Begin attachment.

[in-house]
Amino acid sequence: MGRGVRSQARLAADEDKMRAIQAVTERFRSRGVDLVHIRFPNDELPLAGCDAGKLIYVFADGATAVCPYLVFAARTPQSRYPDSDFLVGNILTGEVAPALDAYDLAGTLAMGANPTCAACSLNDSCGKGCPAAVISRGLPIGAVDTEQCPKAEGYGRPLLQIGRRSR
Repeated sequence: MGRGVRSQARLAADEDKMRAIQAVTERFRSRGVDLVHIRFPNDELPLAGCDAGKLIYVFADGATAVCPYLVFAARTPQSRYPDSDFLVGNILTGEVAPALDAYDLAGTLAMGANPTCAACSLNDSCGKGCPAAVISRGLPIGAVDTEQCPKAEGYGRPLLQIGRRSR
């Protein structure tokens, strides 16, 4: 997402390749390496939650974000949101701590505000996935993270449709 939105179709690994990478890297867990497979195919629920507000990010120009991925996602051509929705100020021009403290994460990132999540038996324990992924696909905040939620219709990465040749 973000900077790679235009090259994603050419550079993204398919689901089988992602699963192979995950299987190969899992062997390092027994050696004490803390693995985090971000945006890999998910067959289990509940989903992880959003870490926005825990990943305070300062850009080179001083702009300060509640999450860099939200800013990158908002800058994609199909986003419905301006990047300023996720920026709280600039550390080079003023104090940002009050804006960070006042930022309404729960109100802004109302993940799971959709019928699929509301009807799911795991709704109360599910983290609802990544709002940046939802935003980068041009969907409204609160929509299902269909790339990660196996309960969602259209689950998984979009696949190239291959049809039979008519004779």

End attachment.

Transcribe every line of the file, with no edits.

[in-house]
Amino acid sequence: MGRGVRSQARLAADEDKMRAIQAVTERFRSRGVDLVHIRFPNDELPLAGCDAGKLIYVFADGATAVCPYLVFAARTPQSRYPDSDFLVGNILTGEVAPALDAYDLAGTLAMGANPTCAACSLNDSCGKGCPAAVISRGLPIGAVDTEQCPKAEGYGRPLLQIGRRSR
Repeated sequence: MGRGVRSQARLAADEDKMRAIQAVTERFRSRGVDLVHIRFPNDELPLAGCDAGKLIYVFADGATAVCPYLVFAARTPQSRYPDSDFLVGNILTGEVAPALDAYDLAGTLAMGANPTCAACSLNDSCGKGCPAAVISRGLPIGAVDTEQCPKAEGYGRPLLQIGRRSR
């Protein structure tokens, strides 16, 4: 997402390749390496939650974000949101701590505000996935993270449709 939105179709690994990478890297867990497979195919629920507000990010120009991925996602051509929705100020021009403290994460990132999540038996324990992924696909905040939620219709990465040749 973000900077790679235009090259994603050419550079993204398919689901089988992602699963192979995950299987190969899992062997390092027994050696004490803390693995985090971000945006890999998910067959289990509940989903992880959003870490926005825990990943305070300062850009080179001083702009300060509640999450860099939200800013990158908002800058994609199909986003419905301006990047300023996720920026709280600039550390080079003023104090940002009050804006960070006042930022309404729960109100802004109302993940799971959709019928699929509301009807799911795991709704109360599910983290609802990544709002940046939802935003980068041009969907409204609160929509299902269909790339990660196996309960969602259209689950998984979009696949190239291959049809039979008519004779």